Scepticism of the abuse of power by itself is central to my notion of the universe and my place in it. So radioactive is my radar on this score that only the exemplary role models of teachers, principals, clergy, lawyers, doctors, bishops and bosses, and of course political actors and athletic and novel and movie characters….This sceptical lens is also a critical instrument in helping to discern authenticity, credibility, trust and allegiance both to others and to ideas, promises, threats and judgements, especially of those behind lecterns, pulpits, policy uniforms, and religious garb of all sorts. Spiritual growth and development, then, proceeds through a maze of decisions that draw me out into service, and pull me back from continuing to throw energy in support of people or projects put personal advancement ahead of the stated aim and purpose of the “service” to others.
Just yesterday, I listened as a businesswoman with detailed knowledge of the workings of a health facility expressed disappointment that the medical doctor attached to the small rural clinic was furthering “self-interest” not meeting the needs of the client group of the clinic. “Self-interest,” while relevant, infects the professional approach of many in the “faith” business of the institutional church. And this consciousness was first awakened through a decade and a half of freelance reporting on the politics of city hall. Frequent interactions with and among the various actors, civil servants, elected officials, other reporters, and citizens including both victims of civic decisions and the big actors like developers and business owner-operators offered a unique, in-the-flesh real-time narrative of people worthy of trust and those of a different hue. Different from, and yet highly evocative of the characters from novels, and movies, these names and faces generated immediate and concrete reactions, demanding evolving evaluation and criticism (both positive and negative) that the reading of literature preserves in the more abstract, and the more “heady,” intellectual and thereby detached.
It is the tension between the immediate, concrete, and real-time experiences in life and the more abstract, theoretical and even philosophical and theological that generates the vibrations, sometimes like symphonic harmonies, and other times like raging hurricanes inside the mind, psyche and heart and comprises the biographical and the spiritual narratives of a life. And this has certainly been the case in my life. As an active thinker-feeler-observer-‘intuitor’-actor….fully aware of the limits of my skills and energies (only much later in years) I have been the instigator of many unwelcome and divisive encounters, having sought and been offered opportunities to question the basic norms and premises of many of the people and institutions with whom and with which I have worked.
Preferring stereotypes as more easily managed, controlled and financed (in business especially) our culture finds eminently cantankerous and irascible those less willing to comply with both rules and expectations. “Colouring outside the box” was not something I even thought about for the first third of my life….I was just doing “what I needed to do”. Whether that entailed waking up some somnambulant pre-teens in a classroom, or restraining a young male adolescent from demanding centre-stage on our football or basketball team, or resisting the lure of inbreeding in an Ontario private school through hiring primarily “old boys” from previous graduating classes, or jumping on a learning curve to “sell” meat, and other food products like margarine, and lard for Canada Packers, or asking for a social life as a requisite component in any family….and certainly not always successfully or with concurrence from others…I nevertheless proceeded in an almost head-strong determination “to be heard” (and to be recognized and “valued”).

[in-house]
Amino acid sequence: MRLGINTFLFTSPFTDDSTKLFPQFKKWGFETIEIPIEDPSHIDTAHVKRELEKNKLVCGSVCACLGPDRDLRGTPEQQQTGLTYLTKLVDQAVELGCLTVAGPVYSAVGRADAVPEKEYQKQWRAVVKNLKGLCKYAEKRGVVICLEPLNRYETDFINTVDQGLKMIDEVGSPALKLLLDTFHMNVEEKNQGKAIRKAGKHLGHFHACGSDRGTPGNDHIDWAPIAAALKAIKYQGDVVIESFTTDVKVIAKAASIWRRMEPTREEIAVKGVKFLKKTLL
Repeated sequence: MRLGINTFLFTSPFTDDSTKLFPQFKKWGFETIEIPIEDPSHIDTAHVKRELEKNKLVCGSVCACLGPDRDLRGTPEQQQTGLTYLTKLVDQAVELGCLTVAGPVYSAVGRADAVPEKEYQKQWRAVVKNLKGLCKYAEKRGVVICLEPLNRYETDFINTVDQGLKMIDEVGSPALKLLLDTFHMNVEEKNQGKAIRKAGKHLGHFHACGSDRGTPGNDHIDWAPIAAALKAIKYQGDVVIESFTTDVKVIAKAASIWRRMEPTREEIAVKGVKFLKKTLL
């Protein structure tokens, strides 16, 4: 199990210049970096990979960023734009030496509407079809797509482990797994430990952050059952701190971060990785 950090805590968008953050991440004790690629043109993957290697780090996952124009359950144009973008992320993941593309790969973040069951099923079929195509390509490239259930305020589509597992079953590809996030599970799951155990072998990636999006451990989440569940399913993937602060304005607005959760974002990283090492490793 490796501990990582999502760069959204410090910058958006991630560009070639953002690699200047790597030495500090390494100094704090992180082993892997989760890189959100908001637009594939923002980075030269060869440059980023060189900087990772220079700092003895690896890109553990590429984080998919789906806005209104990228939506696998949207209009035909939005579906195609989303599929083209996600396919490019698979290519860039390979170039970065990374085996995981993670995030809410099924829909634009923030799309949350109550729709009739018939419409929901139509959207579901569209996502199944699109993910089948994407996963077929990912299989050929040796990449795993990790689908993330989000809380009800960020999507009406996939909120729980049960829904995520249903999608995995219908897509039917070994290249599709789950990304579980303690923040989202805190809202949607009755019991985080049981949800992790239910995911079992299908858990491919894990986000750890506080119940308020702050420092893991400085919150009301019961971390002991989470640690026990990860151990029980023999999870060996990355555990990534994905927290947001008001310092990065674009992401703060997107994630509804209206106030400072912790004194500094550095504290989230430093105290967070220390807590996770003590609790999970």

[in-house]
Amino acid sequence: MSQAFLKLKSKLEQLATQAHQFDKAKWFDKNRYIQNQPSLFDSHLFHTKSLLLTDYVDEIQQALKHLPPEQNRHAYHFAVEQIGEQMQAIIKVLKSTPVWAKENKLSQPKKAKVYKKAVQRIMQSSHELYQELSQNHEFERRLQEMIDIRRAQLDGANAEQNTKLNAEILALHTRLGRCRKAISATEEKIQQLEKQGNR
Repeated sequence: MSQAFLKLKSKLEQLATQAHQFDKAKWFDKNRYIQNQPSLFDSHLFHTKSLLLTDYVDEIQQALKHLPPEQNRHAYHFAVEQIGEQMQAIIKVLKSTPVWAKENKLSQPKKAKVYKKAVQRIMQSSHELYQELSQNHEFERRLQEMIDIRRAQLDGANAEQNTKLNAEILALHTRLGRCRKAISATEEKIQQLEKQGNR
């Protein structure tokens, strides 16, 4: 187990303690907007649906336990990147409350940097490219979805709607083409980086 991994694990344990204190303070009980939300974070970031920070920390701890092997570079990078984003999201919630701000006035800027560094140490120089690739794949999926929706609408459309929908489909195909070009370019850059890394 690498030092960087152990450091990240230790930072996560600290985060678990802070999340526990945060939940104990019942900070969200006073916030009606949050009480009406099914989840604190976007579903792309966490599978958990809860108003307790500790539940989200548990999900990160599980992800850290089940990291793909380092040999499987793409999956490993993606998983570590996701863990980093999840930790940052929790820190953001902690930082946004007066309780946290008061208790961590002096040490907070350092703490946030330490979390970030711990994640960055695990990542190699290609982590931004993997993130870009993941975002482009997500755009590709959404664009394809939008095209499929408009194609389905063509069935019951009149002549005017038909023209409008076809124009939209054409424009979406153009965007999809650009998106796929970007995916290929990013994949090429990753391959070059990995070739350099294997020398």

Adler would say that I was merely compensating for a deficit in my own perception of my own value….given the chant “you are no good and never will be any good” that echoed down the basement stairs, and across the piano keyboard and into the raspberry patch and across the front porch and sidewalk…from my mother’s deep and profound self-loathing, projected onto her offspring. Unfortunately, I was totally unaware of the source of this infamy as a youth, and blamed myself for being “nothing”.
Any intimation that there is a separation between one’s biography and one’s spiritual life and development is absurd. And any intimation that there is a division between one’s wellness or personal health and one’s spiritual growth and development is also untenable. And it is the intersection of the wholeness of one’s experience with the totality of one’s inner life, perceptions, attitudes, beliefs and values, including one’s dynamic awareness of one’s relation to the infinite power of the universe that commands one full attention and energy….
And while this can be exhausting, it can and does also give new life, if and when one is open and receptive…
Enough for this episode….more later!
*This perspective does not forget or deny or avoid other less salutary and much less pastoral and often gut-wrenching planetary/natural phenomena that include a persistent striving for survival, competition between and among species, random acts of both kindness and brutality and the overriding mystery that pervades all of nature and life. In fact, it is with a balanced vision of the magnificent fragility of existence that one is enabled to set parameters and expectations around one’s emotional, intellectual, psychic and spiritual perspectives. Similar to the savage beasts, and at the same time, different in significant ways, we humans live in the tensions that pervade and vibrate inside the canyon between the raw and the gentle, the compassionate and the empathic. It is in this echo chamber, literally and metaphorically, that much of the “music” and the “dance” and the artistic renderings of all facets and phases of life are created.